Row over life term for toll evasion


A farmer sentenced to life in prison in central China for evading road tolls

The brother of a farmer sentenced to life in prison in central China for evading road tolls has turned himself in to police, an official said, in a case that triggered a massive public outcry over the heavy punishment.

A court in Henan province sentenced farmer Shi Jianfeng to life imprisonment last month for fraud for avoiding road tolls that added up to more than 3.68 million yuan (£352,000).

But the court announced a retrial on Friday after news of the verdict triggered an uproar among Chinese.

On Saturday night, Shi’s younger brother Shi Junfeng went to the public security bureau of Wuliang township in Henan to say his elder brother had taken the blame for him, the official Xinhua News Agency reported.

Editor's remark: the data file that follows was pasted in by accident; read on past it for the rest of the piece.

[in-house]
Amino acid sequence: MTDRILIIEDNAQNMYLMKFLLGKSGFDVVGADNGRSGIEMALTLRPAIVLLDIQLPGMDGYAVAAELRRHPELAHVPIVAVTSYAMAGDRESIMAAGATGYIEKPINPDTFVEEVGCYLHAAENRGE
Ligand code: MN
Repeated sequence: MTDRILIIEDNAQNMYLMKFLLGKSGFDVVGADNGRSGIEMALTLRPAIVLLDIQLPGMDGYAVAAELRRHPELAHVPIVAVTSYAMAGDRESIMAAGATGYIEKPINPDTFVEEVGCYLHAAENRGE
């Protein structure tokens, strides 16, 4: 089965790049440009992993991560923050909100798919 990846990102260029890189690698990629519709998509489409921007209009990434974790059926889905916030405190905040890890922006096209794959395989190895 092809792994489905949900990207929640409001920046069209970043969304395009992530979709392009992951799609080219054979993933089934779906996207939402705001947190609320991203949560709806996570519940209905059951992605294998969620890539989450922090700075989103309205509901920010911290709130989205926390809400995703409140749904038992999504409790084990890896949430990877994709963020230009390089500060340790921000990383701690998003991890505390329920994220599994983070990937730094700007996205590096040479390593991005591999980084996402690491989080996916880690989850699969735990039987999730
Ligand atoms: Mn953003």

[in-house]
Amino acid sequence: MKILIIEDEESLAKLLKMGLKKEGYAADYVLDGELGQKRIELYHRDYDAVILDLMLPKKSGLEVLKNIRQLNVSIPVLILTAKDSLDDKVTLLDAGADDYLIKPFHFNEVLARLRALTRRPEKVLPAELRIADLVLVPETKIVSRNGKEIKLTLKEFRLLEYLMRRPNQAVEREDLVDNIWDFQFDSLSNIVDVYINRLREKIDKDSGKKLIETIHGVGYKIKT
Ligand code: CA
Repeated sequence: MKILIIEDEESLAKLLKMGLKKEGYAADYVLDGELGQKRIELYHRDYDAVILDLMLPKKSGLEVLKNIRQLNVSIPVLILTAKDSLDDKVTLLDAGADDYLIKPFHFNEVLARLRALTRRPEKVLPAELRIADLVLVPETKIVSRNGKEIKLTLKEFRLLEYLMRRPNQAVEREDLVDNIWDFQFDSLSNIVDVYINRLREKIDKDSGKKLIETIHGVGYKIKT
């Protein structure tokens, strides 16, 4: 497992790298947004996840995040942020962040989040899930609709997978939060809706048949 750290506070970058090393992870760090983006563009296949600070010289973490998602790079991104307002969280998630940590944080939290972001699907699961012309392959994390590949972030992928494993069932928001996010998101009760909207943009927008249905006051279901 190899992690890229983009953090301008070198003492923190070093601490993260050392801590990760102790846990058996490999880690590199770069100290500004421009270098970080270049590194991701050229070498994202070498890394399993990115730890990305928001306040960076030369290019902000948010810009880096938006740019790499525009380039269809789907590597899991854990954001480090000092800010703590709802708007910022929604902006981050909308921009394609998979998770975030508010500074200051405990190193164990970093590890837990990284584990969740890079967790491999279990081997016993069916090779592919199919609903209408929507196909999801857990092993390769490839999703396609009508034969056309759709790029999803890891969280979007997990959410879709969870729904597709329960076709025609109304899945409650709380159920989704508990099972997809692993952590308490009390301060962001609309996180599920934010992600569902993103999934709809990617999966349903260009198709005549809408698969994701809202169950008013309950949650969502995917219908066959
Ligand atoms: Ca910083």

A duty officer at the security bureau confirmed Shi Junfeng had turned himself in but said he did not know the details of the case.

Shi Junfeng said he had offered bribes to officials following his brother’s detention and was promised that he would be released soon, Xinhua reported, citing police head Wang Xucan.

Shi, the farmer, was convicted of mounting fake military license plates on his two trucks to avoid paying tolls more than 2,300 times between May 2008 and January 2009 while he ran a business transporting gravel.

Military vehicles do not have to pay road tolls. In addition to the life prison sentence, he was fined two million yuan (£191,000).

Chinese internet users argued in online postings and commentaries that shorter sentences were given out for the more serious crimes of rape and murder.

The public outrage was so loud that the Pingdingshan Municipal Intermediate People’s Court held a news conference to announce the retrial, with a court official saying the verdict may change because the defendant indicated he had accomplices, Xinhua said.

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